How do I Prepare for Webinars and Teleseminars

I do a lot of webinars, teleseminars and video recordings.  Here are some tips on how I prepare.

  • Go potty.  You don’t want to be on a 1 hour call and have your bladder screaming at you.  Maybe you *can* hold it, but do you want to concentrate, answer questions, and sound awesome while having that distraction?
  • Have water.  I have a big cup of water, full.  I’ve done a few calls and didn’t get my cup filled… never a good idea.  A coughing fit doesn’t sound very well…
  • Have the right headset.  I use GoToWebinar and Skype mostly (I use all kinds of systems but those are my favorites), and 99+% of the time I use VOIP, which means a headset, not a phone line.  The most important part of my headset?  The inline mute button, which allows me to to mute by pushing a button that is about 2 feet down the cord.  And, the “right” headset doesn’t mean expensive.  My favorites are about $30.
  • Write down the phone number on a piece of paper. If your internet goes down, and your smart phone loses service, you want to be able to pick up a landline and call in… but you need that number!  I write down the number, the code to get in, and even the number of the host/hostess.
  • Have a backup computer/laptop?  I have been doing this for over a year.  Look, my webinars are worth a lot of money to me.  Whether it is thousands of dollars, or potential to make sales or share my brand, if someone schedules their time on my call, I want to make sure my main computer isn’t the cause of an early termination. I have a laptop and headset set up so that if my PC crashes, within 5 seconds I’m up on the backup laptop.  The alternative (which has happened too many times) is my PC restarts and it takes seven to ten minutes to get back to the call.  Those seven minutes are KILLER.
  • Write down the talking points.  I speak on different things, and most presentations are different from the others (even if it is the same topic).  I always write down the talking points to make sure I talk about every point the audience thinks I’m going to talk about.  No matter how smart you are, your brain will go in a lot of different directions, especially if the audience can ask questions during the call.  Write down your points and respect your audience by talking about the stuff you said you were going to talk about.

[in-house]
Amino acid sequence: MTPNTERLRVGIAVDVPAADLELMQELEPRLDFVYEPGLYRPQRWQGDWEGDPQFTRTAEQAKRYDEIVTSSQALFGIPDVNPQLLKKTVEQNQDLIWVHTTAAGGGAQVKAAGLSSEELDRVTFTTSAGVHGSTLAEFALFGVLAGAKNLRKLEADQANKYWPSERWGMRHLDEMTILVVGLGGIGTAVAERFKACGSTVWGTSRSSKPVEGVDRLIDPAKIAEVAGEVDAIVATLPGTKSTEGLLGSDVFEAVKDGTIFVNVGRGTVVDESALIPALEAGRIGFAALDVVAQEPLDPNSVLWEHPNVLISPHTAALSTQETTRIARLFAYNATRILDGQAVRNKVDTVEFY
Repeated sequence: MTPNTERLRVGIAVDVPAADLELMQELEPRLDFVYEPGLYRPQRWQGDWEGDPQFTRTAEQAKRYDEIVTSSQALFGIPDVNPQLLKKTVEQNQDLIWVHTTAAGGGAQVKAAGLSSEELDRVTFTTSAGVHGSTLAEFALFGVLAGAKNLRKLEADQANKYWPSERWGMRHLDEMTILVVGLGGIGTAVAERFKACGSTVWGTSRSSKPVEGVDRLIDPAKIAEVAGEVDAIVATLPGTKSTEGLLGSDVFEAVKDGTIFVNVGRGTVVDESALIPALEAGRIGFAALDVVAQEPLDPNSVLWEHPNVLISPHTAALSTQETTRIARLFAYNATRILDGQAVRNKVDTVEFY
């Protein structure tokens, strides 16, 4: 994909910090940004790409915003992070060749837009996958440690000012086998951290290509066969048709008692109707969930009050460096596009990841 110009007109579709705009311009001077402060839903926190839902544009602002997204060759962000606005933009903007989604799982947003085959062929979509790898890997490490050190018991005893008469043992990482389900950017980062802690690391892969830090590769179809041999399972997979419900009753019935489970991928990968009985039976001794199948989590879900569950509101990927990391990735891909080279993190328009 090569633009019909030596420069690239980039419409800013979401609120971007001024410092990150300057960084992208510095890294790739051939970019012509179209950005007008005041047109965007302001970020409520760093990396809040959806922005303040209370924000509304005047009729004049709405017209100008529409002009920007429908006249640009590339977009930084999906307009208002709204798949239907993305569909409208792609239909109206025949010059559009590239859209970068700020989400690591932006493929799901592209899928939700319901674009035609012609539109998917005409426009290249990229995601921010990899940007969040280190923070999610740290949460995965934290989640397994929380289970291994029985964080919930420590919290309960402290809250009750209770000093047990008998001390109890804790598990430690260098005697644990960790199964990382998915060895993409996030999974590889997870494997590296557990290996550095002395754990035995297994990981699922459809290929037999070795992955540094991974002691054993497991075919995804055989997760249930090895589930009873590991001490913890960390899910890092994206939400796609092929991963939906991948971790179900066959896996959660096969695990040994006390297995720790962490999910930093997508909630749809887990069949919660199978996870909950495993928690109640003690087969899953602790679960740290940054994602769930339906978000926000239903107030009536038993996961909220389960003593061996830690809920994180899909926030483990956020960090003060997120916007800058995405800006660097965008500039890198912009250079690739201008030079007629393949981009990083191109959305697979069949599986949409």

• Respect TIME.  I typically start within 60 seconds of the time I said I would, and I do what I can to end on time.  Don’t go longer, don’t do part and tell people you’ll do another part later.  Respect the audience and watch the clock.
  • Be ready for the unexpected.  If someone else is co-presenting and their line dies, what do you do?  Can you talk through it?  What if you get the hiccups?  What about a bloody nose?  What if there is unusual and loud noise by your office?  I’ve had these and more… you need to be ready and able to ignore, or talk through, the unexpected.  FOCUS on your audience and your presentation.
  • ???

What would you add to this list?  How do you prepare, or what have you seen other presenters do that is awesome?

3 thoughts on “How do I Prepare for Webinars and Teleseminars

  1. Jason Post author

    I’m going to use the comments to add stuff I forgot to include.

    Brush your teeth. Maybe even floss. I know, weird huh? I’ve found that when I present, even on the phone, that having a clean mouth with good breath is what I feel most comfortable with. Maybe I’m just nuts.

    Here’s an experiment. Right before your next presentation eat a few handfuls of Cheetos… and don’t brush… and then let me know if that bothers you 🙂

  2. Betsy Richards

    I use everything you’ve mentioned, I would add dress business casual, it always makes me fell more professional when presenting.

  3. Adrian Kelly

    I print out hard copy of anything I might refer to – saves toggling back and forward on a computer.

    Would like to add a huge thanks to Jason for sharing some really useful tips.

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